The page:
Former Xbox CEO, Don Mattrick ate his size 12 shoes (just guessing), over and over as he fumbled the explanation of online gaming in the era of multiplayer, digital downloads, and Steam. Had Mattrick laid out the examples of any of the above online options, many gamers would be rendered mute with complaints as most engage with online gaming more often than not. Instead, a submarine full of Xbox wielding soldiers sunk the Xbox PR boat before it was able to leave the shore.
Gamers were inherently distrusting the notion that a console had to be always online back in 2013, but have routinely showed over the years that when the Xbox Live or PSN servers are down (even for an hour) they're apt to raise concern rather quickly.
Take a stroll down any content sharing site dedicated to gaming and look at the top three games receiving the most attention by viewers and gamers, and you'd be hard press to find a single player, non-internet-connected game listed. The truth of the matter is that online games are a huge market that is only growing with time, which is why Microsoft's announcement of a streaming gaming service even endeared praise from some gamers.
The backlash Microsoft got from fans seemed similar to the backlash Chromebooks took from Windows and Mac users. There were some valid points to be acknowledged, but the fundamental myth that dispelled most complaints was that without an Internet connection, most of the hardware PC elites were rather muted in the most fundamental ways. Same goes for an always-connected console.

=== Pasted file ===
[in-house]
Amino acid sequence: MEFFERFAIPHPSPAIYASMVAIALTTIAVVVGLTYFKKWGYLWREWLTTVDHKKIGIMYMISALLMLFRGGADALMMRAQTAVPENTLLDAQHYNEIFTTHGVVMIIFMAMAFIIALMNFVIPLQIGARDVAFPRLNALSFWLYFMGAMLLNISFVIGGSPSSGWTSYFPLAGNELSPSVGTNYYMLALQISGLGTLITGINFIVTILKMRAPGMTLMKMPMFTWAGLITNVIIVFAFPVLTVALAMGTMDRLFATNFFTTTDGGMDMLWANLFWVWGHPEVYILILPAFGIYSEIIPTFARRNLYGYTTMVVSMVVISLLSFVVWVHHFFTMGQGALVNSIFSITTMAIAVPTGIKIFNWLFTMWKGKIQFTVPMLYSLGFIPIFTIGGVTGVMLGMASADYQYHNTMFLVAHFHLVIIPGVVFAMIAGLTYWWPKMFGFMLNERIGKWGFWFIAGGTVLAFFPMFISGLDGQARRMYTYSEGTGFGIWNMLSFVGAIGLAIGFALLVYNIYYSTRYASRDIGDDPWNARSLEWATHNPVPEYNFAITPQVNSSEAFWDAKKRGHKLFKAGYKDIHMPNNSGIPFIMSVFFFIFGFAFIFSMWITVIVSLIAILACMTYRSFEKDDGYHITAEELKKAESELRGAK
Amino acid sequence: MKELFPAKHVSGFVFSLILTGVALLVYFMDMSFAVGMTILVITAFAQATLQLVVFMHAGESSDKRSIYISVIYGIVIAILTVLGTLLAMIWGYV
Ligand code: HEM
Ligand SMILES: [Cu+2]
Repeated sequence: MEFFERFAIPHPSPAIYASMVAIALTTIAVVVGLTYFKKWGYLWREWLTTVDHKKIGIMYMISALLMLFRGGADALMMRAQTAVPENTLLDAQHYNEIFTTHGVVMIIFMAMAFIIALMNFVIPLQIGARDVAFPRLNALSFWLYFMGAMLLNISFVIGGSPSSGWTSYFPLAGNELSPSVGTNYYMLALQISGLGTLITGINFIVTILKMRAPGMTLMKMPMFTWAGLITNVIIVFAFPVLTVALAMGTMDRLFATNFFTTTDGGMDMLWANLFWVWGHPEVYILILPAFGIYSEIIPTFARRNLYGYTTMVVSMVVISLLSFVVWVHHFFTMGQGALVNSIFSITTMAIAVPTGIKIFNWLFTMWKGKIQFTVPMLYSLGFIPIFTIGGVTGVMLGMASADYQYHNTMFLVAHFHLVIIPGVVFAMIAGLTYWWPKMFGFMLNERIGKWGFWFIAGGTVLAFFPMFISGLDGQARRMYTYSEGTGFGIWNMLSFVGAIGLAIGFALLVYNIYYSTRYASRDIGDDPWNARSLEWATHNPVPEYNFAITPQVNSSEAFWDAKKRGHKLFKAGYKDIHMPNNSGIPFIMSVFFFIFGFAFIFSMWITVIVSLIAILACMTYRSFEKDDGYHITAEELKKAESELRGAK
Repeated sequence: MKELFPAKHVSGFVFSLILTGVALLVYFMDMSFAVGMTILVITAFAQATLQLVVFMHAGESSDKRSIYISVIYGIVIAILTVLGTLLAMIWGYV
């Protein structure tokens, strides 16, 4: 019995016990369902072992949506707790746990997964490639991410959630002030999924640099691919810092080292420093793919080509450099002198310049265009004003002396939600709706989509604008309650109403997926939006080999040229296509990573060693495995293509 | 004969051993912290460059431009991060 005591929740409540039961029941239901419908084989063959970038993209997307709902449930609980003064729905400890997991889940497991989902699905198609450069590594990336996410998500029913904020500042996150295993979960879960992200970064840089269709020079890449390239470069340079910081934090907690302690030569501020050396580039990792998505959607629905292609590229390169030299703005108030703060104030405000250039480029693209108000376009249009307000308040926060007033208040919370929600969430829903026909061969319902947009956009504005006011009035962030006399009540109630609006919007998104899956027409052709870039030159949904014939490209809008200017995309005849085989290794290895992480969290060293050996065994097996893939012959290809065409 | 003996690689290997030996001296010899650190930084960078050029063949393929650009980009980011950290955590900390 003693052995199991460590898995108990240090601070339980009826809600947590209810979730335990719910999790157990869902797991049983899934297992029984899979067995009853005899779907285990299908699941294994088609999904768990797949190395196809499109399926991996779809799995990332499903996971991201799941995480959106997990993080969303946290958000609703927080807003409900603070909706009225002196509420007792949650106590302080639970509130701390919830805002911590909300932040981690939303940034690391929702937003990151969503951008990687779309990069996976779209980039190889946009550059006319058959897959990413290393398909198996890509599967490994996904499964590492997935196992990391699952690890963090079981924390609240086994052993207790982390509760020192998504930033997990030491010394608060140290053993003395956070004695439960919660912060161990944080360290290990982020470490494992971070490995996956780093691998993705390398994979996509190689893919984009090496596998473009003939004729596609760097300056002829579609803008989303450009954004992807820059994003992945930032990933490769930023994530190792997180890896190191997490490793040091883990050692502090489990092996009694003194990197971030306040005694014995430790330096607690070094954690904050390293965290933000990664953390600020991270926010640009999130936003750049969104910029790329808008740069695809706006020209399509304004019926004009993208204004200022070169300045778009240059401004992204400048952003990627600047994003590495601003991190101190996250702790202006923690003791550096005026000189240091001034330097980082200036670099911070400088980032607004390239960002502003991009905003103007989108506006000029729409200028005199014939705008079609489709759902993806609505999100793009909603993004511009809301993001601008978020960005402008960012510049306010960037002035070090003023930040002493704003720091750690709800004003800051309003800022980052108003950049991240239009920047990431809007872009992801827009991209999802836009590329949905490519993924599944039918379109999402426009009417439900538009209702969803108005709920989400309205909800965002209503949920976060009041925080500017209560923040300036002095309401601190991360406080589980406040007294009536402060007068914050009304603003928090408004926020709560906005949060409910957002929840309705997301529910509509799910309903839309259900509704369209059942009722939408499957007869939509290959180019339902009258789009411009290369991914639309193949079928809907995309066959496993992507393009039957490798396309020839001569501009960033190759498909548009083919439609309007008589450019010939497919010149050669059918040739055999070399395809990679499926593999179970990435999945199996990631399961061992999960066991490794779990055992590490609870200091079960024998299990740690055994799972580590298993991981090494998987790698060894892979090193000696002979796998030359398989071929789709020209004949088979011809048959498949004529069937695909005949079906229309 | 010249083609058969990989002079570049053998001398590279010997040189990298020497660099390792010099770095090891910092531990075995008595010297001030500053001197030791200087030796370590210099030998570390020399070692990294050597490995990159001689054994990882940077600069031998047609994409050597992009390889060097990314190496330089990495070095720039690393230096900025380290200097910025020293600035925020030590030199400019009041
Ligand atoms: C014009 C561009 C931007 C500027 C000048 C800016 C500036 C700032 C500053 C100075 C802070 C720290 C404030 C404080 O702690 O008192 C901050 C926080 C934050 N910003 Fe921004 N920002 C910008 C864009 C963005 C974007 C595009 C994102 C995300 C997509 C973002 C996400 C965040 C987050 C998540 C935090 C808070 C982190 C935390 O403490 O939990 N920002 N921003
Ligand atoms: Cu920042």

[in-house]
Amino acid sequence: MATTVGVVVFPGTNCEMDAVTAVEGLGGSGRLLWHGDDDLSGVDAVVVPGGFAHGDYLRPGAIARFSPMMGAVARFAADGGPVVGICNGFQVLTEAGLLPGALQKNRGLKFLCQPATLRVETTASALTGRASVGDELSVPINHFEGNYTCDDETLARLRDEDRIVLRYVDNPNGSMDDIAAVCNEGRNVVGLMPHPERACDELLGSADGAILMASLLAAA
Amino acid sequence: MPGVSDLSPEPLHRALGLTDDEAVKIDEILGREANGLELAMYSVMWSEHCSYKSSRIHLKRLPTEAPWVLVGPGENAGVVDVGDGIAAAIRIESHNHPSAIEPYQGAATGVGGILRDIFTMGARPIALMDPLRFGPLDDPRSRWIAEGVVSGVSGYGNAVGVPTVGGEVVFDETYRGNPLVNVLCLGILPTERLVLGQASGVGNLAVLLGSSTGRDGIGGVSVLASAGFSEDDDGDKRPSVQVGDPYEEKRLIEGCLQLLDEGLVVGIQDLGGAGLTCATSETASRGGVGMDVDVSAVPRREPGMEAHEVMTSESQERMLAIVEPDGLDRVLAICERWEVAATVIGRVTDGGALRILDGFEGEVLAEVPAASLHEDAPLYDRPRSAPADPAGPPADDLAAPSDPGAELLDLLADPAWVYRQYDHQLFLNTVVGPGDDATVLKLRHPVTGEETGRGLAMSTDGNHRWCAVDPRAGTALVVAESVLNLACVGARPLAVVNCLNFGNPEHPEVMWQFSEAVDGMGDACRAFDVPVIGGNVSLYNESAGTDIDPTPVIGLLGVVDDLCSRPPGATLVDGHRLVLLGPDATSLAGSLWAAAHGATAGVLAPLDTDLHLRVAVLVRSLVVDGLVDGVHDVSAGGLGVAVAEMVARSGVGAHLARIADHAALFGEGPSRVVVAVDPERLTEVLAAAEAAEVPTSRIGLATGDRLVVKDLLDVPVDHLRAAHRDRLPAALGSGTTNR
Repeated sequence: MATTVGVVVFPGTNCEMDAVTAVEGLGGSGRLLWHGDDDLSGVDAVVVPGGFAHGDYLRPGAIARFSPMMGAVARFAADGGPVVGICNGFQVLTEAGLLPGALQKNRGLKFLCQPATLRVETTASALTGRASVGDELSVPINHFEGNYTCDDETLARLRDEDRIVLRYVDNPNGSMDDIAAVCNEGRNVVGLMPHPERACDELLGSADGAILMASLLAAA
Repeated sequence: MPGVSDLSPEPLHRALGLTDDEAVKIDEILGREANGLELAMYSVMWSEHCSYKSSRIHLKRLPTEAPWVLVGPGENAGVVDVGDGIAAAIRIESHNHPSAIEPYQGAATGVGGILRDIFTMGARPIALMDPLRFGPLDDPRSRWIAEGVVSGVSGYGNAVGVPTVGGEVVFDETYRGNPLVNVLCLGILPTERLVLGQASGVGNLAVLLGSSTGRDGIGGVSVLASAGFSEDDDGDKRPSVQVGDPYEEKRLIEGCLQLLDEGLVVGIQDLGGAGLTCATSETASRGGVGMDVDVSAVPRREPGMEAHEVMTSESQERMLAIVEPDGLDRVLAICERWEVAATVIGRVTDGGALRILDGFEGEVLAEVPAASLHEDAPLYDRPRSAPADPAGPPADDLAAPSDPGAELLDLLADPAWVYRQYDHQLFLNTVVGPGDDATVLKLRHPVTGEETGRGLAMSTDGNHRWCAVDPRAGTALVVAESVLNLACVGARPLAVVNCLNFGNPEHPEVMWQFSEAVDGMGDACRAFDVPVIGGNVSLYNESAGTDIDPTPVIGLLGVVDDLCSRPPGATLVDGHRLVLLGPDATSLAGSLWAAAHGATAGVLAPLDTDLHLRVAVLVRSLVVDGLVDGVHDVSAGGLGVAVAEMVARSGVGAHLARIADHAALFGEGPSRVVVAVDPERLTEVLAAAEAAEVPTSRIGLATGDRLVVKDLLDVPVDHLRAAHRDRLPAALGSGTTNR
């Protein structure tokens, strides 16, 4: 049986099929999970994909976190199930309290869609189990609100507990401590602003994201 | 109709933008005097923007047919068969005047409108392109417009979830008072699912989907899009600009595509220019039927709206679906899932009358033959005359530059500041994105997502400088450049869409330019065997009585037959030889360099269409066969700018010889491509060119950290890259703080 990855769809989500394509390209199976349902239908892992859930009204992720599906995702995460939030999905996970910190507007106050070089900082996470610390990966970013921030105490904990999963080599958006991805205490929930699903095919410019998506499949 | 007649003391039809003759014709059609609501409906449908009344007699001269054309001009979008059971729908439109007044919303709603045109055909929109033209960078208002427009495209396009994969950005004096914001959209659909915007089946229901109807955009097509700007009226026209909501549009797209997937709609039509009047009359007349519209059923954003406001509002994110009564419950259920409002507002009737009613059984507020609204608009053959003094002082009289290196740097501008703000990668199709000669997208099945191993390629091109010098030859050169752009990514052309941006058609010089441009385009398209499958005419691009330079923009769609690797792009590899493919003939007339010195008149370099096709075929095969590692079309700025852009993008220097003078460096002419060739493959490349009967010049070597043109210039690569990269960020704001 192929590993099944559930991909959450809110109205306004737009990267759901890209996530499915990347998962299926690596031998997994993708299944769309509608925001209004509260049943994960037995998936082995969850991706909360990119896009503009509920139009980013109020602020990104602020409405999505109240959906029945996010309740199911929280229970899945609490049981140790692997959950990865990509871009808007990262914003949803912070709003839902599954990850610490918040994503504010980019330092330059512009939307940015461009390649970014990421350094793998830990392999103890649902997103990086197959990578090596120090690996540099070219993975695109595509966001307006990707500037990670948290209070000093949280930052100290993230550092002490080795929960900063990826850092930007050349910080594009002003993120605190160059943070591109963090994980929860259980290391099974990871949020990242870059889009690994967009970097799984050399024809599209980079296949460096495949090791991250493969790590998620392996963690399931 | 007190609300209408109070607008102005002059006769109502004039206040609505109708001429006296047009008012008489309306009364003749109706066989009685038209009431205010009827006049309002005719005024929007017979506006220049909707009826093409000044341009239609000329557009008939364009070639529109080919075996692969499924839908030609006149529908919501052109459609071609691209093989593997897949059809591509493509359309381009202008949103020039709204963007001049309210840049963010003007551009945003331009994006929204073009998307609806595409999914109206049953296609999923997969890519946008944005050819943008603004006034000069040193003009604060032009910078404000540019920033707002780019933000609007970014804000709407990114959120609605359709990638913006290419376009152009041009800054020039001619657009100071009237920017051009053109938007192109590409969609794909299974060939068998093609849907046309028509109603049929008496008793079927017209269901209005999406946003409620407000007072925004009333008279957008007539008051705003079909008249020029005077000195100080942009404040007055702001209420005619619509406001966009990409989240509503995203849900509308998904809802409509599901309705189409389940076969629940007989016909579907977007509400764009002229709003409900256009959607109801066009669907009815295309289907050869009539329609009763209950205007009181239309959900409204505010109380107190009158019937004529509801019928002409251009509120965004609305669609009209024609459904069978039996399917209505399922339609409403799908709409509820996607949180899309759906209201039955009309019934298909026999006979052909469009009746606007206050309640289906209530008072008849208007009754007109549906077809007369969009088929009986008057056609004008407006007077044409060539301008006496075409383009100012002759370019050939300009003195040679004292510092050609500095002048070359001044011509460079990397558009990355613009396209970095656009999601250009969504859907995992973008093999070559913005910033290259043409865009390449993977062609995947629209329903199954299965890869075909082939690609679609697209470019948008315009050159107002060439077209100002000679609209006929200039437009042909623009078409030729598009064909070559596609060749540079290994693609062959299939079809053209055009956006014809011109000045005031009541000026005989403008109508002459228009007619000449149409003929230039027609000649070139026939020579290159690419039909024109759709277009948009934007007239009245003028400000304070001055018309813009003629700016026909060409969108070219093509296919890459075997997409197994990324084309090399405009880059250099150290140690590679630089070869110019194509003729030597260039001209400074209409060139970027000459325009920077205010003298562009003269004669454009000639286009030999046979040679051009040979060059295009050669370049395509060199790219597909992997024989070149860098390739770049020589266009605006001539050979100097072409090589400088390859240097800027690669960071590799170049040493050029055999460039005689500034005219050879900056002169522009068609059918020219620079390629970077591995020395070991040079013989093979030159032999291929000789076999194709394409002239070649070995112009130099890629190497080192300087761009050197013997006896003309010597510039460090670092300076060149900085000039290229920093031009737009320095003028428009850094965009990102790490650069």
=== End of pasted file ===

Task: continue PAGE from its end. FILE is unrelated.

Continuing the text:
Sure, you can play a disc-purchased single player story mode without the Internet, but how many people are opting to play online with family, buddies or even strangers? How many people make midnight download purchases versus those who sleep outside of Gamestop to be the first to play a game? How many gaming studios have opted to have online-only game modes, the last five years? Seems as though the trends are pointing toward more Internet-connected gameplay than less, as some argued back in the day.